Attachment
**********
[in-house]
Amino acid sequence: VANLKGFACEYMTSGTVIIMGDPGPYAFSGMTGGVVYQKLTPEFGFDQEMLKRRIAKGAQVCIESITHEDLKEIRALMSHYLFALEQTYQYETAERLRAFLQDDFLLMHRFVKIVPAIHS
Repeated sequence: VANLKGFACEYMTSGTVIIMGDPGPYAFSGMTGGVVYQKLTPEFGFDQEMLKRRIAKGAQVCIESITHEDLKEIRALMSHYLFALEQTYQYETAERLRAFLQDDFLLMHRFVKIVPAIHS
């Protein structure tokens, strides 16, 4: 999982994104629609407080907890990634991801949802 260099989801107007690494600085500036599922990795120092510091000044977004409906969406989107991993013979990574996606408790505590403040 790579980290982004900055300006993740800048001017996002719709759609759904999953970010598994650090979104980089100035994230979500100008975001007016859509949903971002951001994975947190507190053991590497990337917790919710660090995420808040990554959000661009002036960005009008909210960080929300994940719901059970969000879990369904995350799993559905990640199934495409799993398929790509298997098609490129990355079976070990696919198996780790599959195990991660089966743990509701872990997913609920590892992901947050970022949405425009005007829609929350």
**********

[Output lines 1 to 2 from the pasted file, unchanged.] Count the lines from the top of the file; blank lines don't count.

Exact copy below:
[in-house]
Amino acid sequence: VANLKGFACEYMTSGTVIIMGDPGPYAFSGMTGGVVYQKLTPEFGFDQEMLKRRIAKGAQVCIESITHEDLKEIRALMSHYLFALEQTYQYETAERLRAFLQDDFLLMHRFVKIVPAIHS